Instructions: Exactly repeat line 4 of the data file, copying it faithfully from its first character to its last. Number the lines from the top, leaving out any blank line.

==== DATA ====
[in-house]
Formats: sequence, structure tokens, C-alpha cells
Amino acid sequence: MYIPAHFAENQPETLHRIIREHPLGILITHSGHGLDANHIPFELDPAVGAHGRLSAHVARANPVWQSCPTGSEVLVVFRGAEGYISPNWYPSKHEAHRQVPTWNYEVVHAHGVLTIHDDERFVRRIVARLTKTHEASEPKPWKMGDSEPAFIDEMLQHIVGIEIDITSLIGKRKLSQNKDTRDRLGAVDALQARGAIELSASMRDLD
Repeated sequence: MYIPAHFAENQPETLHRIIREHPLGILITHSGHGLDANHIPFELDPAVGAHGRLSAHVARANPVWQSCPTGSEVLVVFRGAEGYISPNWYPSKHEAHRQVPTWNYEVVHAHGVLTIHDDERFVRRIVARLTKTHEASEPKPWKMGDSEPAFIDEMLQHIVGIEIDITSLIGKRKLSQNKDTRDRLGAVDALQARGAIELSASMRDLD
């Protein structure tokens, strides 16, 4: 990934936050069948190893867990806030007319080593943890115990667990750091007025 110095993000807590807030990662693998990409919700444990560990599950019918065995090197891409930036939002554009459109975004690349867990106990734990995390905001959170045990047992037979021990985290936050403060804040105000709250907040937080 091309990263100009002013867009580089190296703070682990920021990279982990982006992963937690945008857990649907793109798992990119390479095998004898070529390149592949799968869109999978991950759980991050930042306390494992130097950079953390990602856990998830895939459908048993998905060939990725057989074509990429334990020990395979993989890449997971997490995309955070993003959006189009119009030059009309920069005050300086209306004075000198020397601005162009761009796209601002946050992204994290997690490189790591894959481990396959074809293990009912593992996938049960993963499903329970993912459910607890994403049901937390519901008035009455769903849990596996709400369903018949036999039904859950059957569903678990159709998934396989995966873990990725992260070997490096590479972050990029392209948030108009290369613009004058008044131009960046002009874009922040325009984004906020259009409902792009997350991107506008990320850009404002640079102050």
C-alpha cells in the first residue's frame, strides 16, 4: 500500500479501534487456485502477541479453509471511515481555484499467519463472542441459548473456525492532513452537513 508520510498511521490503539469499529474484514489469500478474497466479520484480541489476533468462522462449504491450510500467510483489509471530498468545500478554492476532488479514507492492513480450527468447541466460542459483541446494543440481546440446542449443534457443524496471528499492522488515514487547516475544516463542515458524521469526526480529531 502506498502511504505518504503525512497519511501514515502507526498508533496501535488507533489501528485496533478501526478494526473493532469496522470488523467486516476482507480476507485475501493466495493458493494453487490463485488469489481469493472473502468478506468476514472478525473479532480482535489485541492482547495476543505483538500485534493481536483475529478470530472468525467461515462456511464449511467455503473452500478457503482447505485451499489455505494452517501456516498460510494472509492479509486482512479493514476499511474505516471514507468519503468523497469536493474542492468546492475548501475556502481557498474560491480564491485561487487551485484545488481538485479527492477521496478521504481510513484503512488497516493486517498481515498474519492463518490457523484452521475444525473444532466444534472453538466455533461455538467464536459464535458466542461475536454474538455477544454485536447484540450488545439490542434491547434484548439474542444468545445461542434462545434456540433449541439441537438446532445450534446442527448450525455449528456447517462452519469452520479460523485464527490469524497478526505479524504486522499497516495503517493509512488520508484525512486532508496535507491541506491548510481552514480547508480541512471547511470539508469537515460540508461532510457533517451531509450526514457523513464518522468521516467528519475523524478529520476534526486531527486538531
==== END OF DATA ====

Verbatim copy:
Repeated sequence: MYIPAHFAENQPETLHRIIREHPLGILITHSGHGLDANHIPFELDPAVGAHGRLSAHVARANPVWQSCPTGSEVLVVFRGAEGYISPNWYPSKHEAHRQVPTWNYEVVHAHGVLTIHDDERFVRRIVARLTKTHEASEPKPWKMGDSEPAFIDEMLQHIVGIEIDITSLIGKRKLSQNKDTRDRLGAVDALQARGAIELSASMRDLD